Cheryl McCafferty Found Guilty

NEWPORT, Ky. (AP) - A northern Kentucky jury found a Fort Thomas woman guilty Monday of first-degree manslaughter in the June 2007 death of her husband.
After nine days of testimony, the Campbell County Circuit Court
jury deliberated about 3 1/2 hours before delivering its verdict
Monday night.
Cheryl McCafferty had been charged with murder in the death of
Robert McCafferty, 44. The first-degree manslaughter conviction
carries a penalty of 10 to 20 years in prison, compared with 20
years to life for murder.
McCafferty held hands with her lead defense attorney, Deanna
Dennison, when the jury returned to the courtroom to read the
verdict, The Kentucky Enquirer reported. About 20 people were
present, but there was little reaction, the newspaper said.
Jurors were to return to court Tuesday to deliberate a
sentencing recommendation.
McCafferty claimed she shot her husband in self-defense.
But Commonwealth's Attorney Michelle Snodgrass climbed on the
couple's king-size bed, which was brought to the courtroom, and
told jurors that McCafferty's account didn't match forensic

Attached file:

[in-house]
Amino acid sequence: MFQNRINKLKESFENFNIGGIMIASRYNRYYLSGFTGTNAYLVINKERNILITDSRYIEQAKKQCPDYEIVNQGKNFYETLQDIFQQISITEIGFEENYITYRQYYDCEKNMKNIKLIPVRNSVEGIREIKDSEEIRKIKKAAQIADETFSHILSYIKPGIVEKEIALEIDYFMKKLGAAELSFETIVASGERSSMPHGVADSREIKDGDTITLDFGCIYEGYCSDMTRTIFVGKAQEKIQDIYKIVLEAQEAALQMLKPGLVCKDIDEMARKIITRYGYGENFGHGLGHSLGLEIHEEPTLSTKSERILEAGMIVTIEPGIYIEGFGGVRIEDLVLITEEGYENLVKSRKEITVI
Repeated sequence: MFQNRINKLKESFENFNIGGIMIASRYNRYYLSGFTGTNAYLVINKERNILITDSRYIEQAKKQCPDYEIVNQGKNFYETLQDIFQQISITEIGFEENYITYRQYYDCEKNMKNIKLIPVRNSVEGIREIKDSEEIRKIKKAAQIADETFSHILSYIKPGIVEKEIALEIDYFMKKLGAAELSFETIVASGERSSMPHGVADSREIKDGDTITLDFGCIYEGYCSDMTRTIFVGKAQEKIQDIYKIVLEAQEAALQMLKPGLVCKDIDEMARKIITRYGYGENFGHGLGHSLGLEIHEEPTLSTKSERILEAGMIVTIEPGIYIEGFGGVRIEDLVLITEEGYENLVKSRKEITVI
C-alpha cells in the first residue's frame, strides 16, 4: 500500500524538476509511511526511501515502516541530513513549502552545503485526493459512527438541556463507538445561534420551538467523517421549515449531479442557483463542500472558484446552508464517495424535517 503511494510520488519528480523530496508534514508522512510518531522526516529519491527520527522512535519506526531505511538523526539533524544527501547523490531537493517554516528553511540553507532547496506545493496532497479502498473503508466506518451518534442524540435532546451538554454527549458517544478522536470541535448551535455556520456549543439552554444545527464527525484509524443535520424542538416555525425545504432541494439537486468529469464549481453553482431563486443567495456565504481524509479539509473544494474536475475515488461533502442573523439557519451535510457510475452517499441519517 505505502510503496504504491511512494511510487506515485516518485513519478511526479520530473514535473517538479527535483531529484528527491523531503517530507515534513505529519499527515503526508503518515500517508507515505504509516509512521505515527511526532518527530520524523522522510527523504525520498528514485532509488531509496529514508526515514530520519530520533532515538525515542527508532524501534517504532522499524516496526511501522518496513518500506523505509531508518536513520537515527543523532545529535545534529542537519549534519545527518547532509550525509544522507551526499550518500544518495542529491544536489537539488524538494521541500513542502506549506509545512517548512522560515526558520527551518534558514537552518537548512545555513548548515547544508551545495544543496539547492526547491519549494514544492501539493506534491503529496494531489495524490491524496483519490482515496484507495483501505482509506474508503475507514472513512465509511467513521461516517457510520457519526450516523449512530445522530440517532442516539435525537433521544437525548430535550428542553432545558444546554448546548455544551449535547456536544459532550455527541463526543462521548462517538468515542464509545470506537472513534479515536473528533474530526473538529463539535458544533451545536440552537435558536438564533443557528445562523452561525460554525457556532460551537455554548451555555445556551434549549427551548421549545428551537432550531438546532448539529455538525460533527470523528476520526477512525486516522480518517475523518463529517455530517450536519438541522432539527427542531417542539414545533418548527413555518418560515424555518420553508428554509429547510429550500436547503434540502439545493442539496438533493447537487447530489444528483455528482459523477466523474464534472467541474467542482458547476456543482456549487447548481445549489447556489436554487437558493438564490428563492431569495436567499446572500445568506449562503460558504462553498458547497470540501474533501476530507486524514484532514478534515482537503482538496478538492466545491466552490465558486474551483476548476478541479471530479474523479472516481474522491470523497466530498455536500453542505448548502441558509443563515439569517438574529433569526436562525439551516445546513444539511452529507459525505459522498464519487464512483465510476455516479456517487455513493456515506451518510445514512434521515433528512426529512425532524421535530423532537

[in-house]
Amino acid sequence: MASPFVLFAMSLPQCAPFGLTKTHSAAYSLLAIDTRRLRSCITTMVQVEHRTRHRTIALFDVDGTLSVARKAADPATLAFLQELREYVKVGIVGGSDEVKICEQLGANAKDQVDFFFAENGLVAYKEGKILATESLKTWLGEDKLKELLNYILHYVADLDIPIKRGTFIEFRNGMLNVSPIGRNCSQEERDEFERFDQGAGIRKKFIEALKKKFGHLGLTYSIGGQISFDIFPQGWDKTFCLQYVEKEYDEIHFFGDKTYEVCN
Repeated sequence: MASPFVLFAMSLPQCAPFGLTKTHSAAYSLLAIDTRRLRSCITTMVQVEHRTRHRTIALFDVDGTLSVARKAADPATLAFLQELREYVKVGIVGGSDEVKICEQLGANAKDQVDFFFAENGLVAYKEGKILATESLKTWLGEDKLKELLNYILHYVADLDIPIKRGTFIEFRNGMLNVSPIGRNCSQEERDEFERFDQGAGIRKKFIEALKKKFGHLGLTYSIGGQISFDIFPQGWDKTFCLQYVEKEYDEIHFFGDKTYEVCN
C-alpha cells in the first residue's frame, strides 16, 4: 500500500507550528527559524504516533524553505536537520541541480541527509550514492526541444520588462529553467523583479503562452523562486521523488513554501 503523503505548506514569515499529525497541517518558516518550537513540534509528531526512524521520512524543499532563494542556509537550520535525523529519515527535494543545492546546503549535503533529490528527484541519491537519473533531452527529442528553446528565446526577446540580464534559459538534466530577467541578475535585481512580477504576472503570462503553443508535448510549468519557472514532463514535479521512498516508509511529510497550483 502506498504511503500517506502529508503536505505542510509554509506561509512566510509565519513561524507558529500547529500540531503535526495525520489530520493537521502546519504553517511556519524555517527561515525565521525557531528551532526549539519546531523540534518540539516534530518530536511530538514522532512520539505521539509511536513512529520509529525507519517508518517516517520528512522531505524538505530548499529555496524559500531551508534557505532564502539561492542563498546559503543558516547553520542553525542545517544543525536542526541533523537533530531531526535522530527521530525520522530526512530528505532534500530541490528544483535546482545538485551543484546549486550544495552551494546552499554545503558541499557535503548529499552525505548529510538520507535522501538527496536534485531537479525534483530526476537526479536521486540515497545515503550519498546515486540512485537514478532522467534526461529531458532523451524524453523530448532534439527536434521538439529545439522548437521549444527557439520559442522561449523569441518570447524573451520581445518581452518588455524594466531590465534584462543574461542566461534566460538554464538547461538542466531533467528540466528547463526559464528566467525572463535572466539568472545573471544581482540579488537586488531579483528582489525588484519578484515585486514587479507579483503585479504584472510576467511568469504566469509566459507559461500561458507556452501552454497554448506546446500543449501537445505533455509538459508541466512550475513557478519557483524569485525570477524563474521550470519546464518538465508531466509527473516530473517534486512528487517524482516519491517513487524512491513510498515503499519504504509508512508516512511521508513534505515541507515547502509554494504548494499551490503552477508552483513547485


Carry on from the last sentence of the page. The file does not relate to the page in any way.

evidence, including blood still on the headboard and mattress, the
newspaper reported.
"How can it be anything other than an execution?" Snodgrass
asked during closing arguments.
Defense lawyer Frank Mungo told jurors the crime scene had been
contaminated and conclusions drawn by forensic scientists therefore
were flawed.
"You folks are her last hope for someone to listen," he said.
Mungo said investigators didn't listen to his client or
investigate the 44-year-old's claims of self-defense, and she was
charged 50 minutes after calling 911 to report her husband was
trying to kill her.
Snodgrass called witnesses to show McCafferty was stealing from
her husband. Several investigators testified that she was taking
checks from the back of her husband's checkbook, making them out to
herself and cashing them.
Mungo said the prosecution was grasping for a motive to justify
the quick arrest of an innocent person. He attacked the integrity
of the crime scene investigation. After the first six photographs,
the scene was disturbed by medics called to pronounce McCafferty
dead, and Mungo said that contaminated blood and gunshot residue.
McCafferty testified during the trial that her husband told her
hours before the shooting that she should kill herself or he would
kill the couple's children and she would wish she were dead.
Information from: The Kentucky Enquirer,

(Copyright 2009 by The Associated Press. All Rights Reserved.)

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